Jose Angel REYES, Appellant v. The STATE of Texas, Appellee.
Appellant Jose Angel Reyes appeals from his conviction of the offense of driving while intoxicated, third offense or more and enhanced,1 and the resulting sentence of fifty years of imprisonment. Through one issue, appellant contends the evidence is insufficient to support his conviction. We will sustain appellant's issue and modify the judgment of conviction to reflect a conviction for Class A misdemeanor DWI. As modified, we will affirm the finding of guilt, reverse the portion of the judgment imposing sentence, and remand the cause to the trial court for a new punishment hearing.
Appellant was charged via indictment with driving while intoxicated, third offense or more. The indictment also contained enhancement paragraphs describing two additional final convictions for driving while intoxicated. Appellant plead not guilty to the charged offense and entered a plea of “not true” to the enhancement paragraphs. Appellant was tried by jury in February 2012.
The State presented evidence to show appellant, driving a red Camaro, was stopped by a Plainview police officer in the early morning hours of June 18, 2011. When he made contact with appellant, the officer saw appellant fumbling with his wallet. Appellant appeared to be lethargic and had glassy blood-shot eyes. When appellant got out of the car, the officer smelled alcohol on appellant's breath and noted his speech was slurred. The officer arrested appellant for driving while intoxicated and took him to a local hospital for a blood draw. The results of the test indicated appellant had a blood alcohol concentration of 0.26 grams of alcohol per 100 milliliters of blood.
The State also presented during the guilt/innocence phase of trial, without objection, two judgments. The first was a 1991 judgment revoking probation in Cause No. 9004–B10501–CR, in the 242nd District Court of Hale County, and was styled State of Texas v. Jose Angel Reyes.2 The second was a 1989 judgment of conviction in Cause No. 89–08–B–10,331–CR, in the 242nd District Court of Hale County, also styled State of Texas v. Jose Angel Reyes.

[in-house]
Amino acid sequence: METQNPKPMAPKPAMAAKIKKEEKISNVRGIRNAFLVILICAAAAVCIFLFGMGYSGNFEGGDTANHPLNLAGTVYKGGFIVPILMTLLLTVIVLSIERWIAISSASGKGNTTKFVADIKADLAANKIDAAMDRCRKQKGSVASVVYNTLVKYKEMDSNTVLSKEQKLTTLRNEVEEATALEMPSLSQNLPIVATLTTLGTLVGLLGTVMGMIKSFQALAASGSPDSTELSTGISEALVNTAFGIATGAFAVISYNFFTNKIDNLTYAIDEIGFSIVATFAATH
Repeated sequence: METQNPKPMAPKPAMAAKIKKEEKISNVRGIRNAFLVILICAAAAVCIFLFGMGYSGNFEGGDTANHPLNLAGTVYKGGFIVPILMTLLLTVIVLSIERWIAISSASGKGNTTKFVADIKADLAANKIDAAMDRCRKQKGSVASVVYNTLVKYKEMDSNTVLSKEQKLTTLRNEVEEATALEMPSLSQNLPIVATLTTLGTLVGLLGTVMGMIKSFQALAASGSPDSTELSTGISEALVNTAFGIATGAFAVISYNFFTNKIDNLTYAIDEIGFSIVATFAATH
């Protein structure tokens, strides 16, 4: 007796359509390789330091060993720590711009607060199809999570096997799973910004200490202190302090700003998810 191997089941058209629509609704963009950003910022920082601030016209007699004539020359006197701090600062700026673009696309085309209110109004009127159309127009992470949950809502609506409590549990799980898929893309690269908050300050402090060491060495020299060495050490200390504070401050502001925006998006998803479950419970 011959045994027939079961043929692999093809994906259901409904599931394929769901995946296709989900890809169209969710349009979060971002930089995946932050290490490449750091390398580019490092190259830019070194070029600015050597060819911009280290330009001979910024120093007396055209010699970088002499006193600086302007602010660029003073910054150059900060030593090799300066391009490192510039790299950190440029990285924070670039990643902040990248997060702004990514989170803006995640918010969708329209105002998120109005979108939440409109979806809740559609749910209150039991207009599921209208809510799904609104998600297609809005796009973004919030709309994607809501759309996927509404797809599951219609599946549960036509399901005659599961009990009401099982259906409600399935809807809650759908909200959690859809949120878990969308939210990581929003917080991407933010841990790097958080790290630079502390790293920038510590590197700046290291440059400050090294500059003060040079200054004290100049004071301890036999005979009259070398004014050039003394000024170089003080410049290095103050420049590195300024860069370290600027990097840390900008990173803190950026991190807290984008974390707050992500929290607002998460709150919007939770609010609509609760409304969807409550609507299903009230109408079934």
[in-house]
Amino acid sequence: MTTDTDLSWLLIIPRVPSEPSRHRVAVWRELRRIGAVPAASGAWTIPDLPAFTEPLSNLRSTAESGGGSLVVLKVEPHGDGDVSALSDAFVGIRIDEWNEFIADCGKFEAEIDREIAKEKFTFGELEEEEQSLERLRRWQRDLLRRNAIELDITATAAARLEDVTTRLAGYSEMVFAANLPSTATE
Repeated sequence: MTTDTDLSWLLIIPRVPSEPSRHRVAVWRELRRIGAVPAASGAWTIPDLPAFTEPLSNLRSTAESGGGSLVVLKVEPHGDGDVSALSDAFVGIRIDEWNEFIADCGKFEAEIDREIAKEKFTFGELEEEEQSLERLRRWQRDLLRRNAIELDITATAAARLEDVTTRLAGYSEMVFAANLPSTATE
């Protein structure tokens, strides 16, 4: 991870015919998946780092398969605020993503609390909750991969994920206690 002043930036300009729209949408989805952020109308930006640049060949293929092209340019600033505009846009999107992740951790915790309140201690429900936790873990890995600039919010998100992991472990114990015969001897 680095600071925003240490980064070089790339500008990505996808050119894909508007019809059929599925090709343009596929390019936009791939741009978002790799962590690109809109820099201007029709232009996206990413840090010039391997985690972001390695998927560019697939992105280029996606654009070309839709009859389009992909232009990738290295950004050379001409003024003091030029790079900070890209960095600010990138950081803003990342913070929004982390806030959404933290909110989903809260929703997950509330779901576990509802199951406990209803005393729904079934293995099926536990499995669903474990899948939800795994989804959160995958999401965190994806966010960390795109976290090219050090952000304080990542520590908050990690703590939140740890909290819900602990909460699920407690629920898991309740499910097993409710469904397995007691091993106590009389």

The jury found appellant guilty as charged in the indictment, found the two enhancement paragraphs to be “true” and assessed punishment as noted. Appellant timely filed notice of appeal.
Through one issue, appellant argues the evidence was insufficient to support his conviction because the State failed to prove that the Jose Angel Reyes convicted in 1989 of driving while intoxicated in Cause No. 89–08–B–10,331–CR (State's Exhibit 3) was the same Jose Angel Reyes charged and convicted in the current case or the same Jose Angel Reyes whose probation was revoked in 1991 in Cause No. 9004–B10501–CR (State's Exhibit 2).
During the guilt/innocence phase of trial, the State presented the testimony of its investigator. He testified he took appellant's fingerprints on a fingerprint card. The card was admitted into evidence without objection. The investigator then testified the 1991 judgment revoking probation, State's Exhibit 2, contained fingerprints made, in his opinion, by appellant. The 1989 judgment, State's Exhibit 3, however, did not contain fingerprints. The investigator expressed no opinion concerning whether appellant was the person convicted in 1989.
We review the legal sufficiency of the evidence by viewing the evidence in the light most favorable to the verdict to determine whether any rational trier of fact could have found the essential elements of the crime beyond a reasonable doubt. Brooks v. State, 323 S.W.3d 893 (Tex.Crim.App.2010); Clayton v. State, 235 S.W.3d 772, 778 (Tex.Crim.App.2007).
A person may be charged with felony DWI if he has two previous convictions for DWI. Tex. Penal Code Ann. § 49.09(b)(2) (West 2012). The two prior DWI convictions are elements of the offense of felony DWI. Martin v. State, 200 S.W.3d 635, 640–41 (Tex.Crim.App.2006). Evidence that a defendant has been convicted of a prior offense must establish beyond a reasonable doubt that (1) the prior conviction exists, and (2) the defendant is linked to that conviction. Flowers v. State, 220 S.W.3d 919, 922 (Tex.Crim.App .2007). The State may prove a prior conviction in a number of different ways. Id. at 921–23. The State is not required to produce a specific document or specific proof because “[t]here is no ‘best evidence’ rule in Texas that requires that the fact of a prior conviction be proven with any document, much less any specific document.” Flowers, 220 S.W.3d at 921–23. See also Jobe v. State, No. 09–11–00024–CR, 2012 Tex.App. LEXIS 8478 (Tex.App.-Beaumont Oct. 10, 2012, no pet.) (mem. op., not designated for publication) (noting same). Whatever form the State's proof takes, however, it must be sufficient to prove the defendant's prior conviction beyond a reasonable doubt. Flowers, 220 S.W.3d at 923.